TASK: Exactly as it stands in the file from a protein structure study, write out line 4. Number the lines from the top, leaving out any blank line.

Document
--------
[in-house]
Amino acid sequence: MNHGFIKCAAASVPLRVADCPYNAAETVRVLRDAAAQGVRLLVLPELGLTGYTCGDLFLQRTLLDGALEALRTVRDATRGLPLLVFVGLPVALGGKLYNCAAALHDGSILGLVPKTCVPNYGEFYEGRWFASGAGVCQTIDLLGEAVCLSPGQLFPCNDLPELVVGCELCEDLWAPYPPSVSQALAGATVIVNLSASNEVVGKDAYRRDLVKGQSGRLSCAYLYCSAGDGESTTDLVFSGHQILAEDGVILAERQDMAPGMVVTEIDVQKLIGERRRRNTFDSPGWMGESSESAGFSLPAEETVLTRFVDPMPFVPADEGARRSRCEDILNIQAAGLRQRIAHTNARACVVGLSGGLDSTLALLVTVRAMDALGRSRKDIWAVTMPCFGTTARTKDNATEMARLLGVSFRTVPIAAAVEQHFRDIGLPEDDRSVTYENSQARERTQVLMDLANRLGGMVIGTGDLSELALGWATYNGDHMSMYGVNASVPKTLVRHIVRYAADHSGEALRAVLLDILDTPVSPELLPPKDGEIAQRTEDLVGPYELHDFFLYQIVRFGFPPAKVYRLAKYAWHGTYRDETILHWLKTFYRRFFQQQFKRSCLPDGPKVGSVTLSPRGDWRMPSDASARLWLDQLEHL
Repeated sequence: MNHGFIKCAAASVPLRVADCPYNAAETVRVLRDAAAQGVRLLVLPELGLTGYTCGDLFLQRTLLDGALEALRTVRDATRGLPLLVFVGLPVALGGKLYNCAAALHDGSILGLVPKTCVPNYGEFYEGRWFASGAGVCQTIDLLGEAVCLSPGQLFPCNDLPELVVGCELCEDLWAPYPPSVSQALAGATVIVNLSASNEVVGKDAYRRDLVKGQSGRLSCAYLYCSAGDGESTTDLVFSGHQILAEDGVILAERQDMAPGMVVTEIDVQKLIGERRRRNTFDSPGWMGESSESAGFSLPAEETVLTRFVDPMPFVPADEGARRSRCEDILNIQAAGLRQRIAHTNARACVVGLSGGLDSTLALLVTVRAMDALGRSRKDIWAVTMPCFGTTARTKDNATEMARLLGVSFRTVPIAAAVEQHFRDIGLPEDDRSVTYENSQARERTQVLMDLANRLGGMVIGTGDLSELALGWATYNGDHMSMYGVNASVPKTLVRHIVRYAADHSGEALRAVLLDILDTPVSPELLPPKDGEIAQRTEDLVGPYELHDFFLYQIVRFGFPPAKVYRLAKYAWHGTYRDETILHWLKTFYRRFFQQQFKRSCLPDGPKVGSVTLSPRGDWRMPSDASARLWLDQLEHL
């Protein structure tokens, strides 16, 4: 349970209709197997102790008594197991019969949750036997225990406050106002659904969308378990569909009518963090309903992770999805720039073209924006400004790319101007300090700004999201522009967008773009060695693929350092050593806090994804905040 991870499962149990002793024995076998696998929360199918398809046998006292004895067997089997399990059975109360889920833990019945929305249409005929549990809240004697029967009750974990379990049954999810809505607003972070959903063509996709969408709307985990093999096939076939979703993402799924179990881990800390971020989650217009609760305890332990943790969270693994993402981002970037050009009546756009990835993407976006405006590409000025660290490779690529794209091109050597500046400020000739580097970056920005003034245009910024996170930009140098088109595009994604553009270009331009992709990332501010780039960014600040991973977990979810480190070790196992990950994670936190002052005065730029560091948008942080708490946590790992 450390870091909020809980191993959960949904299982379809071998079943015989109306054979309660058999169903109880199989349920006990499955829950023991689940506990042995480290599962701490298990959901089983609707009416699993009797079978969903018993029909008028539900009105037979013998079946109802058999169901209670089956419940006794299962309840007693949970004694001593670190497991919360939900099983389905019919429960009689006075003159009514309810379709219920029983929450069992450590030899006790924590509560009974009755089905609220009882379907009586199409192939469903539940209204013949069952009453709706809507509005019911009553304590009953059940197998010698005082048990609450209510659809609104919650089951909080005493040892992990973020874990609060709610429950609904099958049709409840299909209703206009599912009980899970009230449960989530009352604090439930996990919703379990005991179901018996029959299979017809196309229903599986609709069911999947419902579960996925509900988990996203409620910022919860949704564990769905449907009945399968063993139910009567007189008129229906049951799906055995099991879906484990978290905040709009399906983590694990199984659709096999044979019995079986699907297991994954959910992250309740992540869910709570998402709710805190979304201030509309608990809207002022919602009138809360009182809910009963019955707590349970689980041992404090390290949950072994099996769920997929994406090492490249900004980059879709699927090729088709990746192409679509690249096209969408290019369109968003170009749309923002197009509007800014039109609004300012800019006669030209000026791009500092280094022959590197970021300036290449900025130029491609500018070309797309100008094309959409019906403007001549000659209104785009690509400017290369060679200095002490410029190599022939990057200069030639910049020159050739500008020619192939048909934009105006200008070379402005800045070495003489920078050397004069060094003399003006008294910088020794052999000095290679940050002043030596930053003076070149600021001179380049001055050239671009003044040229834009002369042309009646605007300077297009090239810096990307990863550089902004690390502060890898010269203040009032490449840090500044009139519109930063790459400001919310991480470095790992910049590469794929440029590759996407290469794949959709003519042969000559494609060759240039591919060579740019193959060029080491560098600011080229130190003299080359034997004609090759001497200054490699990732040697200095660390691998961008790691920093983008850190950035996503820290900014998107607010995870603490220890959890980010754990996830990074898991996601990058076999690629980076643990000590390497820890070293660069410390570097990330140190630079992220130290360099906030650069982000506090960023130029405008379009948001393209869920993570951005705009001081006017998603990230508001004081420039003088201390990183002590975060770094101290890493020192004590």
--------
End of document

């Protein structure tokens, strides 16, 4: 349970209709197997102790008594197991019969949750036997225990406050106002659904969308378990569909009518963090309903992770999805720039073209924006400004790319101007300090700004999201522009967008773009060695693929350092050593806090994804905040 991870499962149990002793024995076998696998929360199918398809046998006292004895067997089997399990059975109360889920833990019945929305249409005929549990809240004697029967009750974990379990049954999810809505607003972070959903063509996709969408709307985990093999096939076939979703993402799924179990881990800390971020989650217009609760305890332990943790969270693994993402981002970037050009009546756009990835993407976006405006590409000025660290490779690529794209091109050597500046400020000739580097970056920005003034245009910024996170930009140098088109595009994604553009270009331009992709990332501010780039960014600040991973977990979810480190070790196992990950994670936190002052005065730029560091948008942080708490946590790992 450390870091909020809980191993959960949904299982379809071998079943015989109306054979309660058999169903109880199989349920006990499955829950023991689940506990042995480290599962701490298990959901089983609707009416699993009797079978969903018993029909008028539900009105037979013998079946109802058999169901209670089956419940006794299962309840007693949970004694001593670190497991919360939900099983389905019919429960009689006075003159009514309810379709219920029983929450069992450590030899006790924590509560009974009755089905609220009882379907009586199409192939469903539940209204013949069952009453709706809507509005019911009553304590009953059940197998010698005082048990609450209510659809609104919650089951909080005493040892992990973020874990609060709610429950609904099958049709409840299909209703206009599912009980899970009230449960989530009352604090439930996990919703379990005991179901018996029959299979017809196309229903599986609709069911999947419902579960996925509900988990996203409620910022919860949704564990769905449907009945399968063993139910009567007189008129229906049951799906055995099991879906484990978290905040709009399906983590694990199984659709096999044979019995079986699907297991994954959910992250309740992540869910709570998402709710805190979304201030509309608990809207002022919602009138809360009182809910009963019955707590349970689980041992404090390290949950072994099996769920997929994406090492490249900004980059879709699927090729088709990746192409679509690249096209969408290019369109968003170009749309923002197009509007800014039109609004300012800019006669030209000026791009500092280094022959590197970021300036290449900025130029491609500018070309797309100008094309959409019906403007001549000659209104785009690509400017290369060679200095002490410029190599022939990057200069030639910049020159050739500008020619192939048909934009105006200008070379402005800045070495003489920078050397004069060094003399003006008294910088020794052999000095290679940050002043030596930053003076070149600021001179380049001055050239671009003044040229834009002369042309009646605007300077297009090239810096990307990863550089902004690390502060890898010269203040009032490449840090500044009139519109930063790459400001919310991480470095790992910049590469794929440029590759996407290469794949959709003519042969000559494609060759240039591919060579740019193959060029080491560098600011080229130190003299080359034997004609090759001497200054490699990732040697200095660390691998961008790691920093983008850190950035996503820290900014998107607010995870603490220890959890980010754990996830990074898991996601990058076999690629980076643990000590390497820890070293660069410390570097990330140190630079992220130290360099906030650069982000506090960023130029405008379009948001393209869920993570951005705009001081006017998603990230508001004081420039003088201390990183002590975060770094101290890493020192004590």